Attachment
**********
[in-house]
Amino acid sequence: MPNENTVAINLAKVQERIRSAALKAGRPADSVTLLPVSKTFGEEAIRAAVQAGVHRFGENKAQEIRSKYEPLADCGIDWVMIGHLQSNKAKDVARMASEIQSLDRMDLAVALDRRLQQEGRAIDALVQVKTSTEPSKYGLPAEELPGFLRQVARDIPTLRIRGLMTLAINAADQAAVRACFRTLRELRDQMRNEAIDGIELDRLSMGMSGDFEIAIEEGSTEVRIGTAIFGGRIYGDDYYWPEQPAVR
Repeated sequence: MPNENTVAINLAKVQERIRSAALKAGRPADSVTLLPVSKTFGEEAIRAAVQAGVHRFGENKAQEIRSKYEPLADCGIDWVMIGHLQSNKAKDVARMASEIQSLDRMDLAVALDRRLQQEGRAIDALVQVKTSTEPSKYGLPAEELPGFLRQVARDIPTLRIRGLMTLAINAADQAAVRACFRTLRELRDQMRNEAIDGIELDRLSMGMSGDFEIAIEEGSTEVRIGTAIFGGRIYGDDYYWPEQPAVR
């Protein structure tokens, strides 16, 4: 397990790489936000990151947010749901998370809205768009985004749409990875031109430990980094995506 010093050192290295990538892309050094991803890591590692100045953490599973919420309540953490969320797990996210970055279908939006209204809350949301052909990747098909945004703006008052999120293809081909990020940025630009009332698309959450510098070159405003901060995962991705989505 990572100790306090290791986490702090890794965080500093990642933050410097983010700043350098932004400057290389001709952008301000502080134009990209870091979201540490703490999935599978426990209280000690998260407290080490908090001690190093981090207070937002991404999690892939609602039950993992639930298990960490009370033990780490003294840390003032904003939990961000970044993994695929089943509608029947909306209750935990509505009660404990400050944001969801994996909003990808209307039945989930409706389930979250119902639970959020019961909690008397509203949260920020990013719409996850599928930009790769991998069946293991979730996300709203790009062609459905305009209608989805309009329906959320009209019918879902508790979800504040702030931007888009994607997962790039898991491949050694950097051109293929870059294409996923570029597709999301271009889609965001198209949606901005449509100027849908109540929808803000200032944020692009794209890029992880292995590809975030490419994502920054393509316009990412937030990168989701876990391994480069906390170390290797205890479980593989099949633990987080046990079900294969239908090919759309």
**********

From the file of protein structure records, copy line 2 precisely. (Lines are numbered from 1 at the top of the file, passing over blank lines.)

Amino acid sequence: MPNENTVAINLAKVQERIRSAALKAGRPADSVTLLPVSKTFGEEAIRAAVQAGVHRFGENKAQEIRSKYEPLADCGIDWVMIGHLQSNKAKDVARMASEIQSLDRMDLAVALDRRLQQEGRAIDALVQVKTSTEPSKYGLPAEELPGFLRQVARDIPTLRIRGLMTLAINAADQAAVRACFRTLRELRDQMRNEAIDGIELDRLSMGMSGDFEIAIEEGSTEVRIGTAIFGGRIYGDDYYWPEQPAVR